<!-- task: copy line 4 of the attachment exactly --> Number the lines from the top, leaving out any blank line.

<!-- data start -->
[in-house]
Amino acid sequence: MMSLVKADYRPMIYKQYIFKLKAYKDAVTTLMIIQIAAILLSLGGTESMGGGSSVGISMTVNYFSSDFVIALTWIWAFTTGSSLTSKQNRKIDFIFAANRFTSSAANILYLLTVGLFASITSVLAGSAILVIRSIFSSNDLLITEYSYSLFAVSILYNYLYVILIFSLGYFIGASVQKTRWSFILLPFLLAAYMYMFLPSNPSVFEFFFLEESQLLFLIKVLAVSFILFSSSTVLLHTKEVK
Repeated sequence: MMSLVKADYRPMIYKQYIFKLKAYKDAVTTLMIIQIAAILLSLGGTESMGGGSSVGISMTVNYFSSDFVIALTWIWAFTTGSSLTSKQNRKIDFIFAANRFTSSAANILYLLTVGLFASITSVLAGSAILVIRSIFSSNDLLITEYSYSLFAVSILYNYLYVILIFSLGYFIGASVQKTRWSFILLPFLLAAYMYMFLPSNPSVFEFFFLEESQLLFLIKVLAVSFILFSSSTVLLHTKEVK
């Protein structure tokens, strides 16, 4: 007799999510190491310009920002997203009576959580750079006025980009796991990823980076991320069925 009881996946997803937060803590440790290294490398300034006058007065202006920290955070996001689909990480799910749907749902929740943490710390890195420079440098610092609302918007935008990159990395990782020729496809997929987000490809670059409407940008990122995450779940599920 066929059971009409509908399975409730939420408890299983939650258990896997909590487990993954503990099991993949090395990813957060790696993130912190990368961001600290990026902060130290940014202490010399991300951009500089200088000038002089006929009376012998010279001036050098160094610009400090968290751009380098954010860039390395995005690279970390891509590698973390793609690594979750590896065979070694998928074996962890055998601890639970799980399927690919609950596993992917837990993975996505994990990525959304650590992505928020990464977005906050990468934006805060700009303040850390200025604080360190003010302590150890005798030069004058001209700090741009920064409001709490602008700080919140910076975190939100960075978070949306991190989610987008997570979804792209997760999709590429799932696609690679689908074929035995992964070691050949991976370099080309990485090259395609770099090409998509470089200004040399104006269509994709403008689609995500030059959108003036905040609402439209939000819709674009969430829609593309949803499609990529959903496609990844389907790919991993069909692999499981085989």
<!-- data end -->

């Protein structure tokens, strides 16, 4: 007799999510190491310009920002997203009576959580750079006025980009796991990823980076991320069925 009881996946997803937060803590440790290294490398300034006058007065202006920290955070996001689909990480799910749907749902929740943490710390890195420079440098610092609302918007935008990159990395990782020729496809997929987000490809670059409407940008990122995450779940599920 066929059971009409509908399975409730939420408890299983939650258990896997909590487990993954503990099991993949090395990813957060790696993130912190990368961001600290990026902060130290940014202490010399991300951009500089200088000038002089006929009376012998010279001036050098160094610009400090968290751009380098954010860039390395995005690279970390891509590698973390793609690594979750590896065979070694998928074996962890055998601890639970799980399927690919609950596993992917837990993975996505994990990525959304650590992505928020990464977005906050990468934006805060700009303040850390200025604080360190003010302590150890005798030069004058001209700090741009920064409001709490602008700080919140910076975190939100960075978070949306991190989610987008997570979804792209997760999709590429799932696609690679689908074929035995992964070691050949991976370099080309990485090259395609770099090409998509470089200004040399104006269509994709403008689609995500030059959108003036905040609402439209939000819709674009969430829609593309949803499609990529959903496609990844389907790919991993069909692999499981085989």